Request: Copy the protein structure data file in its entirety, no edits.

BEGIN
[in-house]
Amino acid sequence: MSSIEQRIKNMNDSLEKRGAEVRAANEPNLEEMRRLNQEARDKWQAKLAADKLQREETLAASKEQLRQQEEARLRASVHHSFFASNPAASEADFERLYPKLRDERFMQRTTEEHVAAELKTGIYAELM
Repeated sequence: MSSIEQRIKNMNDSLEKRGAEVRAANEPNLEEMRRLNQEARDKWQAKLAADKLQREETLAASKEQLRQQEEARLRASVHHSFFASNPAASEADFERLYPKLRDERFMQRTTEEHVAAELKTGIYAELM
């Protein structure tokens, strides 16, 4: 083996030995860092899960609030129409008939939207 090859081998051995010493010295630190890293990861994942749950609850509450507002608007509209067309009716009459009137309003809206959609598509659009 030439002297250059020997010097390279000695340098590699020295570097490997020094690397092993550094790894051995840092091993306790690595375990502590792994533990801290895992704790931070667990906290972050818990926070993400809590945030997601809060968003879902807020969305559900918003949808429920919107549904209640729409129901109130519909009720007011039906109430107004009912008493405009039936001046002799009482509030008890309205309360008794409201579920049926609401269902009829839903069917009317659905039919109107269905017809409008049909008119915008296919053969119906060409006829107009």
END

[in-house]
Amino acid sequence: MSSIEQRIKNMNDSLEKRGAEVRAANEPNLEEMRRLNQEARDKWQAKLAADKLQREETLAASKEQLRQQEEARLRASVHHSFFASNPAASEADFERLYPKLRDERFMQRTTEEHVAAELKTGIYAELM
Repeated sequence: MSSIEQRIKNMNDSLEKRGAEVRAANEPNLEEMRRLNQEARDKWQAKLAADKLQREETLAASKEQLRQQEEARLRASVHHSFFASNPAASEADFERLYPKLRDERFMQRTTEEHVAAELKTGIYAELM
């Protein structure tokens, strides 16, 4: 083996030995860092899960609030129409008939939207 090859081998051995010493010295630190890293990861994942749950609850509450507002608007509209067309009716009459009137309003809206959609598509659009 030439002297250059020997010097390279000695340098590699020295570097490997020094690397092993550094790894051995840092091993306790690595375990502590792994533990801290895992704790931070667990906290972050818990926070993400809590945030997601809060968003879902807020969305559900918003949808429920919107549904209640729409129901109130519909009720007011039906109430107004009912008493405009039936001046002799009482509030008890309205309360008794409201579920049926609401269902009829839903069917009317659905039919109107269905017809409008049909008119915008296919053969119906060409006829107009």